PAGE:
One of the most common things that you will hear in college is that you need to graduate on time with your bachelor's degree. When people say "on time," they mean that you need to stay in college for four years. Some students are so focused on following a specific timeline that they become fixated on doing whatever means necessary to graduate on time.
There are several reasons why others believe that you have to graduate on time. A couple arguments include, "If you don't graduate on time, you have to pay more tuition," or "You are in school longer." I agree with other students who say that you have to pay more tuition if you don't graduate on time. However, if you have a scholarship or you're willing to pay more student loans, then this isn't as much of a problem.
The real problem is that even though a lot of students think that it's important to graduate on time, they forget about the real reason for going to college. It's not about turning graduation into a competition or race for who can get their degree the fastest. It's about getting a good GPA and finding a major that matches the career that you want to have.
There is no set time limit for when you need to get your degree. Some students will complete four years of college for their bachelor's degree and then need to go back to school after they find out that they were in the wrong major. If they had stayed in college longer rather than hurrying to graduate on time, they may have avoided having to go back to college a second time.
I see no problem with not being able to graduate on time. From what I've heard from other students, it's almost impossible to graduate on time for most majors. The number of courses that you are required to take for the Miami plan alone is enough to overwhelm you. Then when you add the courses you need for your major, especially for majors such as education or engineering, it can become very overwhelming.
I am a senior in college, and I am planning on going an extra year in order to graduate with my bachelor's degree. However, I don't see it as the end of the world if I need to take an extra year because as long as I graduate with a good GPA and finish all of my classes, then I don't see it as a problem.
In addition, college can be hard, especially if you are taking hard courses. I had to take calculus one year, and it was the hardest course that I've ever had to take. I had to shorten the number of courses I was taking during the semester so that I could focus on finishing that one hard course.
Some students cannot graduate on time because they may need to retake a difficult course in order to get a better grade. A lot of students will go into a class and at first not be prepared for the difficulty or teaching methods of the professor. However, when they go a second time, they are usually more prepared and do better academically.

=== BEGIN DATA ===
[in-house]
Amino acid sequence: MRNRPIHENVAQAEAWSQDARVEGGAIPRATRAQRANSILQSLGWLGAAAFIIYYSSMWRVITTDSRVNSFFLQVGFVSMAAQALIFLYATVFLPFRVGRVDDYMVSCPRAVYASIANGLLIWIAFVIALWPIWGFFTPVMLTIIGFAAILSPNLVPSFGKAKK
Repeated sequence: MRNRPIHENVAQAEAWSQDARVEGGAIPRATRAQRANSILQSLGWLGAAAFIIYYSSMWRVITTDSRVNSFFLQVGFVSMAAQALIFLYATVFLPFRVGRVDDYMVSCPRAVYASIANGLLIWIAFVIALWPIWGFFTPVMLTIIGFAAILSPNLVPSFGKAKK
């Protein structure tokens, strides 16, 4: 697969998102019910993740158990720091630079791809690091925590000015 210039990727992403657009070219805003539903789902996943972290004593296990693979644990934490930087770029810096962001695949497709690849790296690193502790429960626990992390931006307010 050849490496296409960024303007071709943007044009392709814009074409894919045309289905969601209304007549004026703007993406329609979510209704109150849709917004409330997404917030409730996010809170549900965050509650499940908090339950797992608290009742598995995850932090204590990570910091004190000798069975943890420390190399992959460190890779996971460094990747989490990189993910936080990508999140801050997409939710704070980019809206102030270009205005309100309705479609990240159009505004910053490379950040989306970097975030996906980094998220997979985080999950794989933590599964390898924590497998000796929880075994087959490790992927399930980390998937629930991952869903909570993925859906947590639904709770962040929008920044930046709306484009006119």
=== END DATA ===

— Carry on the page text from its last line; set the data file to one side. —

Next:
There are some students that are so fixated on graduating on time that they will graduate in four years but have a horrible GPA because they refused to retake a class that they should have probably retaken. I would much rather go an extra year to get a better GPA than graduate on time with a bad GPA.
In addition, when you get a job, it won't matter if you graduated on time. Most people who are hiring could care less about whether you graduated in four years or not. They're going to focus on whether you have the credentials needed for the job.
Some students also like to take their time while they're in college to decide what they want to do with their futures. Not every student knows what they want to major in when they start out, so they will often explore a few majors before they come to a final decision. According to Penn State, an estimated 75 percent of students change their major at least once before graduation.
So, to anyone who believes that graduating on time is more important than achieving a good GPA, you should realize that graduating on time isn't as important as what you think. Trust me, the world will still move on if you graduate one year late.
Yes, having to go to college one more year isn't always ideal. But if graduating after an extra year or two is what you need to be successful, then don't worry about another person's opinion. Just go ahead and take the extra year if you need to and don't worry too much because as long as you finish your courses successfully, that's all that should matter.